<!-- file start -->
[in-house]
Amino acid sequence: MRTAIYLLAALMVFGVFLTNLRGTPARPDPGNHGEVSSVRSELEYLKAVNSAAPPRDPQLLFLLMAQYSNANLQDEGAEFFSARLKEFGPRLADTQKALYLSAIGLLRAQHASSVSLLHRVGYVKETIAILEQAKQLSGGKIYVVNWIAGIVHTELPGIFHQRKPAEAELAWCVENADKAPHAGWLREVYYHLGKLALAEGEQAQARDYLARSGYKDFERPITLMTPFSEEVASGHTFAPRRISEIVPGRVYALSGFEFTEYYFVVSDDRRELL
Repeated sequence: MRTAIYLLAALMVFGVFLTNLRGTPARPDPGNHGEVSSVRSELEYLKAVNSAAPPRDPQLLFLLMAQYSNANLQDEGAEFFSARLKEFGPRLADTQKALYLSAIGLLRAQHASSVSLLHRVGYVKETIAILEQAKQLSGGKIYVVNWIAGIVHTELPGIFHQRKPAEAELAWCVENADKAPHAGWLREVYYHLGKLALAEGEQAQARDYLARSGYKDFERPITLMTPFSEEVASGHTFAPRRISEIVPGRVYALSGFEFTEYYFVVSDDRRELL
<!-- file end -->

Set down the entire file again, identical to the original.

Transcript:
[in-house]
Amino acid sequence: MRTAIYLLAALMVFGVFLTNLRGTPARPDPGNHGEVSSVRSELEYLKAVNSAAPPRDPQLLFLLMAQYSNANLQDEGAEFFSARLKEFGPRLADTQKALYLSAIGLLRAQHASSVSLLHRVGYVKETIAILEQAKQLSGGKIYVVNWIAGIVHTELPGIFHQRKPAEAELAWCVENADKAPHAGWLREVYYHLGKLALAEGEQAQARDYLARSGYKDFERPITLMTPFSEEVASGHTFAPRRISEIVPGRVYALSGFEFTEYYFVVSDDRRELL
Repeated sequence: MRTAIYLLAALMVFGVFLTNLRGTPARPDPGNHGEVSSVRSELEYLKAVNSAAPPRDPQLLFLLMAQYSNANLQDEGAEFFSARLKEFGPRLADTQKALYLSAIGLLRAQHASSVSLLHRVGYVKETIAILEQAKQLSGGKIYVVNWIAGIVHTELPGIFHQRKPAEAELAWCVENADKAPHAGWLREVYYHLGKLALAEGEQAQARDYLARSGYKDFERPITLMTPFSEEVASGHTFAPRRISEIVPGRVYALSGFEFTEYYFVVSDDRRELL